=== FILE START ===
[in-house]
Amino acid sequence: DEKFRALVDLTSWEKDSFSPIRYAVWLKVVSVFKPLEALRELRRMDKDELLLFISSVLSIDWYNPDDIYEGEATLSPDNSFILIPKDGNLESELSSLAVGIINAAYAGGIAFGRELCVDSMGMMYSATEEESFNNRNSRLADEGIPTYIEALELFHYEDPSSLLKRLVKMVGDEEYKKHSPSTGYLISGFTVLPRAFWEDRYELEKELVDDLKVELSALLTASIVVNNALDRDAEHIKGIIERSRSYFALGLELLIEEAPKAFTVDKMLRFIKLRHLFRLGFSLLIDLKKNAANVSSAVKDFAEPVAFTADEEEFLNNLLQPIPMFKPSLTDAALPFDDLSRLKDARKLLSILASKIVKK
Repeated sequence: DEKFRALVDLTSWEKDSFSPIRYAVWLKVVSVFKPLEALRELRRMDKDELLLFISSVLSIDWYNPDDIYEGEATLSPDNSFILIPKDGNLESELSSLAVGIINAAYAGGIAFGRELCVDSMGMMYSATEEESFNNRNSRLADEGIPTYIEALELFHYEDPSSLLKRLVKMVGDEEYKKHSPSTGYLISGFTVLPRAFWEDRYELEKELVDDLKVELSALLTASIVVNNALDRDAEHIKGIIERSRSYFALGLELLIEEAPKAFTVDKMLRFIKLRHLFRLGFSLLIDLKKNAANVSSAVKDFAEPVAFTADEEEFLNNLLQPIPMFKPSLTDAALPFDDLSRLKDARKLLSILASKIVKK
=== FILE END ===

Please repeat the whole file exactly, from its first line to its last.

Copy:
[in-house]
Amino acid sequence: DEKFRALVDLTSWEKDSFSPIRYAVWLKVVSVFKPLEALRELRRMDKDELLLFISSVLSIDWYNPDDIYEGEATLSPDNSFILIPKDGNLESELSSLAVGIINAAYAGGIAFGRELCVDSMGMMYSATEEESFNNRNSRLADEGIPTYIEALELFHYEDPSSLLKRLVKMVGDEEYKKHSPSTGYLISGFTVLPRAFWEDRYELEKELVDDLKVELSALLTASIVVNNALDRDAEHIKGIIERSRSYFALGLELLIEEAPKAFTVDKMLRFIKLRHLFRLGFSLLIDLKKNAANVSSAVKDFAEPVAFTADEEEFLNNLLQPIPMFKPSLTDAALPFDDLSRLKDARKLLSILASKIVKK
Repeated sequence: DEKFRALVDLTSWEKDSFSPIRYAVWLKVVSVFKPLEALRELRRMDKDELLLFISSVLSIDWYNPDDIYEGEATLSPDNSFILIPKDGNLESELSSLAVGIINAAYAGGIAFGRELCVDSMGMMYSATEEESFNNRNSRLADEGIPTYIEALELFHYEDPSSLLKRLVKMVGDEEYKKHSPSTGYLISGFTVLPRAFWEDRYELEKELVDDLKVELSALLTASIVVNNALDRDAEHIKGIIERSRSYFALGLELLIEEAPKAFTVDKMLRFIKLRHLFRLGFSLLIDLKKNAANVSSAVKDFAEPVAFTADEEEFLNNLLQPIPMFKPSLTDAALPFDDLSRLKDARKLLSILASKIVKK